The new customer base of flea markets does not buy used because of the cheap price.
Helsinki something unprecedented happened at downtown Stockmann in May. The second-hand chain Relove, which sells recycled clothing, opened a new store in the department store. In other words: a flea market opened for Stockmann.
“We don’t want to use the word flea market, we prefer to talk about second hand,” says the owner of the Relove chain Noora Hautakangas.
He says that Stockmann has already offered them cooperation at the end of 2019. According to the department store chain, customers had wanted recycled fashion from Stockmann.
Relove is a company founded five years ago that sells quality used branded clothing. The table space may have to be queued for months, and the store has an exact listing of which characters are allowed.
The idea has clearly been worthwhile, as the company has grown: the third store in the chain has just been opened to Stockmann, and the number of employees has grown from the initial five to as many as 60.
Although the operation is based on the sales model familiar from flea markets, there is a desire to get rid of the old “flea stamp”. According to Hautakangas, images of flea markets and stale air and shabby clothes do not correspond to today’s recycling.
According to Hautakangas, there is a big difference between “used clothes” and “recycled fashion”. The latter certainly sounds more attractive than many.
Shabby the stamp is also being sought in Vallila, where a flea market called Moody Monday was opened in April. The idea is similar to Relovella.
The Vallila movement has hired a decorator to take care of the display of their clothes.
“Yes, flea dust has been shed out of this movement,” he says Kiia Aarnio, one of the owners of the store.
Right from the door you can see that this is not a traditional flea market. Purchases are packaged in a paper bag with the company logo, and a barcode price tag is affixed to each garment. The walls are decorated with elegant outfits.
“I have been working for 15 years in various clothing chains. It has been noticed that clothes do not sell if they hang on sledges, but the presentation must be more interesting, ”says Aarnio.
Bar codes allow sellers to track the sales of their products in real time.
“It’s easier for them too when you can track sales. A lot of people have been really excited about it, ”he says.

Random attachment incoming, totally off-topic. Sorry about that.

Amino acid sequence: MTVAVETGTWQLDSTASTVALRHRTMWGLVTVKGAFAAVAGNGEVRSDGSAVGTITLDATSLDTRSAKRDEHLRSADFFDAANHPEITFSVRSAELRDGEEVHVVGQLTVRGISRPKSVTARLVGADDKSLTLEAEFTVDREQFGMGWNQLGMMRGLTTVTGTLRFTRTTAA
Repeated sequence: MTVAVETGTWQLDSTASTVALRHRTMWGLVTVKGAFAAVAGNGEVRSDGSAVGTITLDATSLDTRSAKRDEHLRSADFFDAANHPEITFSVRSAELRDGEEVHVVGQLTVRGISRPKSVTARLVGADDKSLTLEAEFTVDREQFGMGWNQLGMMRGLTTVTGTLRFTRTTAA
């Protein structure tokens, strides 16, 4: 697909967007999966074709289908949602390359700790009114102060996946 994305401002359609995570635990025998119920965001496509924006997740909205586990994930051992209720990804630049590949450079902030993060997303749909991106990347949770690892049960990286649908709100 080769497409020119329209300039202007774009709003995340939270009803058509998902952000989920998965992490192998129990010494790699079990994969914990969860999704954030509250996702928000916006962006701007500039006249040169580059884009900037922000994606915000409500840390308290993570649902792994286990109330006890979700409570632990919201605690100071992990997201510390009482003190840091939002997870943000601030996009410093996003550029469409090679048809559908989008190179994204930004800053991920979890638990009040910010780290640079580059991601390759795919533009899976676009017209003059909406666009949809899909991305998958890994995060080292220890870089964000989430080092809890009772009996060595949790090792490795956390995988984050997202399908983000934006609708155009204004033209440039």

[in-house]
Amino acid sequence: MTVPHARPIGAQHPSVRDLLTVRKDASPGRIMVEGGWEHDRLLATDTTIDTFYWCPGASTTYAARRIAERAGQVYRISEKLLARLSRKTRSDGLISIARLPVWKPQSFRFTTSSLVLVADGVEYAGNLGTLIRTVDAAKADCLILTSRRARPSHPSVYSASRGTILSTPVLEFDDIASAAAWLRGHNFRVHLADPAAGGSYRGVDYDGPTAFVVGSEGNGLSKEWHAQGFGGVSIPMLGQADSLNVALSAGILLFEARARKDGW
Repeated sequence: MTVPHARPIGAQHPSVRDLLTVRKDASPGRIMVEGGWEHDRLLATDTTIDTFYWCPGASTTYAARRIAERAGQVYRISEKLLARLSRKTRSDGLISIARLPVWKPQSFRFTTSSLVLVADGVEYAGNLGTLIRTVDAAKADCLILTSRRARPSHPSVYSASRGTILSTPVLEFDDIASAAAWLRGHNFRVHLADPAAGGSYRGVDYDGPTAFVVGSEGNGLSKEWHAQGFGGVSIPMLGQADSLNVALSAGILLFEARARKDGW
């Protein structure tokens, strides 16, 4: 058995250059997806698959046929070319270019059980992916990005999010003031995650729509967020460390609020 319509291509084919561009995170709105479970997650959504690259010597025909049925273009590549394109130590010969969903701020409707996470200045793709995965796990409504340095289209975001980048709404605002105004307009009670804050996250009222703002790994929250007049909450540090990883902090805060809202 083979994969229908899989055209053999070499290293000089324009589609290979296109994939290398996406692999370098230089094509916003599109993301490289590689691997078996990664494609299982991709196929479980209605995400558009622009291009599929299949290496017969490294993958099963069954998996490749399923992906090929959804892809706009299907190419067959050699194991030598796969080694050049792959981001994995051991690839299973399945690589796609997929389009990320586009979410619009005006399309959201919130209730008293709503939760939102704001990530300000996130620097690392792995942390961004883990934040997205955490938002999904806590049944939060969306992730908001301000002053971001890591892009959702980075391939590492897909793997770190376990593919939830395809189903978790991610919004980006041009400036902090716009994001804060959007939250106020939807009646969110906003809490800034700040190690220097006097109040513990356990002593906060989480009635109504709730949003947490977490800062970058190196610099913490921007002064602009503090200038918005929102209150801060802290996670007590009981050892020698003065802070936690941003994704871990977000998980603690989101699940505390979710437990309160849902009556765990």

HS compared the prices of several trendy flea tables in Helsinki for this story. They all work on the same idea: the customer takes a point of sale for the time they want, where they sell their own clothes.
Everyone offers not only the option of pricing the products themselves, but also the full service option. In it, the customer only puts the clothes into circulation, and the store takes care of, among other things, pricing, steaming the clothes and keeping them clean.
The “full board” of the week is Vallila’s most popular product package, Aarnio says. It costs 39 euros, and the company settles 50 percent of the proceeds. So if things go wrong, the seller’s return can be quite low. However, it seems that many are willing to pay for uncomplicated recycling.
Consumer researcher Terhi-Anna Wilskan according to quality flea markets, there is a clearly more prosperous group of customers who do not buy clothes used because of their cheap price.
“Uffes are bought because it’s cheap there. The target group is the creators of the discoveries, while people visit luxury places for whom price is not the primary reason to buy a second hand, ”says Wilska.
According to him, the idea of luxury is also changing.
“The impressive eco-brand is already out of fashion in many circles. The uniqueness and personality of the garment is a new luxury. ”
Same view of Reloven Tombstone. However, he does not see development as a fishing for wealthy customers, but sees every new recycler as a victory for the environment.
“I’ve never wanted to think of recycling as an asset. Recycling starts at the will of consumers, and we can each help with that, ”he says.
With acquisitions such as Stockmann, Hautakangas aims to further expand its customer base. He believes that when used, the biggest wave of buying is still ahead.
“In five years, a lot has happened in the recycling culture. We are moving in the right direction, as recycling is becoming more and more mainstream. ”
From an environmental perspective also emphasizes the flea market visitor Salla Tuomivaara, who paddled Moody Monday’s sleds while HS visited the scene.
He said he also carefully considers purchasing decisions for used clothing.
“The most important thing for me is that the garment really pleases. If it feels unique, I am willing to pay the same as again. ”
Tuomivaara is also a customer of Apparel Lending, which has reduced the need to buy clothes. The main reason for buying used Tuomivaara mentions ecology.
“The price also affects, but most of all, the fact that you don’t have to buy a new one, because you can find nice clothes even when used.”
How much are people willing to pay for second hand fashion?
“Once, one Louis Vuitton bag was sold in minutes. Its value was in the order of a thousand euros, ”says Noora Hautakangas.